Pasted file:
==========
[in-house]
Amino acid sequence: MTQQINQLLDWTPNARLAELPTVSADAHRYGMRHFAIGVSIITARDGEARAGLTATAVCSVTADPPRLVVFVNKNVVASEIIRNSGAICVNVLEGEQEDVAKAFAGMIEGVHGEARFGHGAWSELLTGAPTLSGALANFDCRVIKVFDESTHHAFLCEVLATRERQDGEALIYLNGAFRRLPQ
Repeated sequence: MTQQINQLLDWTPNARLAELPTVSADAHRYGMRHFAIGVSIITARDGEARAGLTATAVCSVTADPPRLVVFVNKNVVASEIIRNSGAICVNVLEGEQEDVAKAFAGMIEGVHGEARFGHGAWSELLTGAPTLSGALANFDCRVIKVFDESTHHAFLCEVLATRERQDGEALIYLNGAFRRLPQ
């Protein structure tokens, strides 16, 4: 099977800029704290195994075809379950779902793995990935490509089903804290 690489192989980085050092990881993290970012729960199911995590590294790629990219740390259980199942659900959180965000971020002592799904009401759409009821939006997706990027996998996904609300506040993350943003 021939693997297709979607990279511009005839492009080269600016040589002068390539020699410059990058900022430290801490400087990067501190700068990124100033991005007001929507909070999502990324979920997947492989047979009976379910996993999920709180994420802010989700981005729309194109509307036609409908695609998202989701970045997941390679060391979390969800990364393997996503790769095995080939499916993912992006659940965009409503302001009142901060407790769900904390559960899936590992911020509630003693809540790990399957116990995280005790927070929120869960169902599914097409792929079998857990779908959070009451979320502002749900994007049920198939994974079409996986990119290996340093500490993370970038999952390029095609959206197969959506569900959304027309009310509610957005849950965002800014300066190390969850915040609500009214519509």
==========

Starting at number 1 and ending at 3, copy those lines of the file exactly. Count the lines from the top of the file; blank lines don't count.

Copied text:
[in-house]
Amino acid sequence: MTQQINQLLDWTPNARLAELPTVSADAHRYGMRHFAIGVSIITARDGEARAGLTATAVCSVTADPPRLVVFVNKNVVASEIIRNSGAICVNVLEGEQEDVAKAFAGMIEGVHGEARFGHGAWSELLTGAPTLSGALANFDCRVIKVFDESTHHAFLCEVLATRERQDGEALIYLNGAFRRLPQ
Repeated sequence: MTQQINQLLDWTPNARLAELPTVSADAHRYGMRHFAIGVSIITARDGEARAGLTATAVCSVTADPPRLVVFVNKNVVASEIIRNSGAICVNVLEGEQEDVAKAFAGMIEGVHGEARFGHGAWSELLTGAPTLSGALANFDCRVIKVFDESTHHAFLCEVLATRERQDGEALIYLNGAFRRLPQ